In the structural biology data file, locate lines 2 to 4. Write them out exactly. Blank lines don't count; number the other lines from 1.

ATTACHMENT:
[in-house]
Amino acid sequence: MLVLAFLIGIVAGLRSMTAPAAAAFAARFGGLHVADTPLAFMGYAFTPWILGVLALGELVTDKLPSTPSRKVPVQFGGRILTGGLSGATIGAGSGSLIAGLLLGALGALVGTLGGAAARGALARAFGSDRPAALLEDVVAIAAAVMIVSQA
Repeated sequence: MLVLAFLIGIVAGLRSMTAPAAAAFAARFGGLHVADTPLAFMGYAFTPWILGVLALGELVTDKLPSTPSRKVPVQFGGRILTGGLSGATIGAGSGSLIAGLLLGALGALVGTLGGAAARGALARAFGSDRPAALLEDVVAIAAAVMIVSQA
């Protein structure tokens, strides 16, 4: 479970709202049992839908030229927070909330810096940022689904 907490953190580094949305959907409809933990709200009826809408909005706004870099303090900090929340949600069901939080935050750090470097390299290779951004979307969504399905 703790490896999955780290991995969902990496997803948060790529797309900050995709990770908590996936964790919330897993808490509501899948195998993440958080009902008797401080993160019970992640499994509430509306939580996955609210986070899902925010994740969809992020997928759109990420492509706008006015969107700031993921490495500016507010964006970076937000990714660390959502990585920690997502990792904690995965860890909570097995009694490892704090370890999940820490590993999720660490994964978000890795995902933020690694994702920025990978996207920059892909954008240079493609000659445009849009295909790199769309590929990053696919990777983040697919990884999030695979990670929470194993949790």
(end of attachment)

Amino acid sequence: MLVLAFLIGIVAGLRSMTAPAAAAFAARFGGLHVADTPLAFMGYAFTPWILGVLALGELVTDKLPSTPSRKVPVQFGGRILTGGLSGATIGAGSGSLIAGLLLGALGALVGTLGGAAARGALARAFGSDRPAALLEDVVAIAAAVMIVSQA
Repeated sequence: MLVLAFLIGIVAGLRSMTAPAAAAFAARFGGLHVADTPLAFMGYAFTPWILGVLALGELVTDKLPSTPSRKVPVQFGGRILTGGLSGATIGAGSGSLIAGLLLGALGALVGTLGGAAARGALARAFGSDRPAALLEDVVAIAAAVMIVSQA
């Protein structure tokens, strides 16, 4: 479970709202049992839908030229927070909330810096940022689904 907490953190580094949305959907409809933990709200009826809408909005706004870099303090900090929340949600069901939080935050750090470097390299290779951004979307969504399905 703790490896999955780290991995969902990496997803948060790529797309900050995709990770908590996936964790919330897993808490509501899948195998993440958080009902008797401080993160019970992640499994509430509306939580996955609210986070899902925010994740969809992020997928759109990420492509706008006015969107700031993921490495500016507010964006970076937000990714660390959502990585920690997502990792904690995965860890909570097995009694490892704090370890999940820490590993999720660490994964978000890795995902933020690694994702920025990978996207920059892909954008240079493609000659445009849009295909790199769309590929990053696919990777983040697919990884999030695979990670929470194993949790």